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Pearl of China: A Novel Hardcover – March 30, 2010
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From Publishers Weekly
As a girl in Maoist China, Min (Red Azalea) was ordered to denounce Pearl S. Buck; now she offers a thin sketch of the Nobel laureate's life from the point of view of fictional Willow Yee, a fiercely loyal friend. A lifelong friendship begins in Chin-kiang when Willow meets Pearl, whose missionary father converts Willow's educated but impoverished father. Under threat from hostilities toward foreigners, Pearl departs for the safety of Shanghai, and, later, to America for college, but she returns for her wedding to find that Willow is the satisfied founder of a newspaper and a very unhappy wife. While a changing China swirls around them, their friendship is tested as they both fall in love with the same poet. As the 1949 revolution looms, Pearl flees China, and Willow's husband becomes Mao's right-hand man, leading to a fateful showdown with Madam Mao when Willow refuses to denounce her lifelong friend. Though the setting and revolutionary backdrop are inherently dramatic, Min's account of an epic friendship is curiously low-key, with some sections reading more like a treatment than a narrative. (Apr.)
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*Starred Review* Pearl S. Buck, who grew up in China and became the first American woman writer to win the Nobel Prize, wrote that Chinese women “are the strongest women in the world.” Min, a prime example of an indomitable Chinese woman, has made it her mission to reveal the truth about the lives of women in China, including Madame Mao, Empress Tzu Hsi, and now Buck. Pearl first appears as a bright, inquisitive girl who conceals her blond, curly hair beneath a black knit cap to be less conspicuous in the Chinese town of Chin-kiang, where she lives with her courageous American missionary parents. We get to know Pearl through her best friend, Willow—impoverished, smart, plucky, and Chinese—as they share mischievous and harrowing adventures, a disastrous mutual love for the famous poet Hsu Chih-mo, and a string of tragedies yoked to the paradoxes and horrors of the Boxer Rebellion, China’s civil war, and Mao’s catastrophic rule. Exiled and heartbroken, Pearl achieves world renown by writing about China, while journalist Willow is brutally punished for remaining loyal to her “imperialist” friend. Ardently detailed, dramatic, and encompassing, Min’s fresh and penetrating interpretation of Pearl S. Buck’s extraordinary life delivers profound psychological, spiritual, and historical insights within an unforgettable cross-cultural story of a quest for veracity, compassion, and justice. --Donna Seaman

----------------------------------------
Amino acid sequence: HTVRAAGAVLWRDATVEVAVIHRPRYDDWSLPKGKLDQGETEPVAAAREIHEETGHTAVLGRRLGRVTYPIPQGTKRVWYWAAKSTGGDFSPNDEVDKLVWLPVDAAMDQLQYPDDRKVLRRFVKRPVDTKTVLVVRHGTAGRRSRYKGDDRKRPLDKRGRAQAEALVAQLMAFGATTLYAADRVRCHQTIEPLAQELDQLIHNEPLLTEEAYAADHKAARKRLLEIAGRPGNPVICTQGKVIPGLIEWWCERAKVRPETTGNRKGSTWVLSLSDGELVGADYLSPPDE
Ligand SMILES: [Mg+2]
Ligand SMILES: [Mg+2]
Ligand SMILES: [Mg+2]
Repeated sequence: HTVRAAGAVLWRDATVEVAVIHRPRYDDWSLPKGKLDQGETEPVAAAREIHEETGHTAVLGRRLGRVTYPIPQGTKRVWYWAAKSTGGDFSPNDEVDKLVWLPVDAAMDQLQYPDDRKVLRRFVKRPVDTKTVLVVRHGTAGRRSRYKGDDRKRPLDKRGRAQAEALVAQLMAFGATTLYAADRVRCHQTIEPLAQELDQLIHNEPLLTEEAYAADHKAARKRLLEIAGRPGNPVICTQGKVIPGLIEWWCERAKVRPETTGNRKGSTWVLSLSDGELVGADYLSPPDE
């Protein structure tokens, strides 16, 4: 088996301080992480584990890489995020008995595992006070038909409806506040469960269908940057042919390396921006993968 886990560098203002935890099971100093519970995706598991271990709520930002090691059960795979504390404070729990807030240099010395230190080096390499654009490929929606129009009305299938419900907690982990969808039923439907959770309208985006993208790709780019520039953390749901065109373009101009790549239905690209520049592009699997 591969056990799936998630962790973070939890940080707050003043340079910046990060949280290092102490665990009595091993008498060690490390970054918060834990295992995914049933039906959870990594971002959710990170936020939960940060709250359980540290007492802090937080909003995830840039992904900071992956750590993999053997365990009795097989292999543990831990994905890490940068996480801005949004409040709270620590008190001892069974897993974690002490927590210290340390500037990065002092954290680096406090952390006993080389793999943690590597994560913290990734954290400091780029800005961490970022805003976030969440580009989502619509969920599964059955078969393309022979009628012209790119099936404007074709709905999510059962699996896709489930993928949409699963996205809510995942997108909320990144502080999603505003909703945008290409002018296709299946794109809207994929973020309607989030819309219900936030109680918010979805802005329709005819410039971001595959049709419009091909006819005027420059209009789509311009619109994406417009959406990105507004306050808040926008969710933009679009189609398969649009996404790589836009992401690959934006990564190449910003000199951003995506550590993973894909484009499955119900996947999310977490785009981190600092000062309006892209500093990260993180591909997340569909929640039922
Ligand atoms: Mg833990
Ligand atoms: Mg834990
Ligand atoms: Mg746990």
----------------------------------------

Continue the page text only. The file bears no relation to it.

Top customer reviews
The story takes us through their childhood through Mao's terrifying reign even though Pearl was not in China in those times. It takes us on a journey on what happened to people who defended Pearl in those times. I have no idea if that part is true. The parts about Madam Mao horrified me. For those who think women would rule in a more gentle, empathetic manner with less war, I want to point out Madam Mao, Catherine the Great, Eva Peron and Imelda Marcos. Shudder.
It is unfortunate that the writing is not better in this. It tends to be choppy and flits around a great deal. It also doesn't have much, if anything, about Pearl after she leaves China about halfway through the book.
This piece of historical fiction supposedly "brings new color to the remarkable life of Pearl S. Buck, illuminated by the sweep of history and an intimate, unforgettable friendship". But that was NOT the case. There was a sweep of history that was revealed through Pearl's "friend" Willow but the friendship was a mere contrivance to provide this sweep of history.
There was little in-depth revelation of Pearl S Buck; she was a mere character to frame Willow's story against. The author obviously has an insight into the history of Mao's China but I was looking for Pearl to come to life, and for me this didn't happen.
The history itself was choppy with some parts, for example the Boxer Rebellion or the Japanese invasion, given little depth while the evils of Mao and Communist China consumed so much of the storyline. There were a few moments of WTF with characters that refused to die ... the author subjected them to labour camps, deprivation, torture, poverty and extreme old age and they just lived on, and on.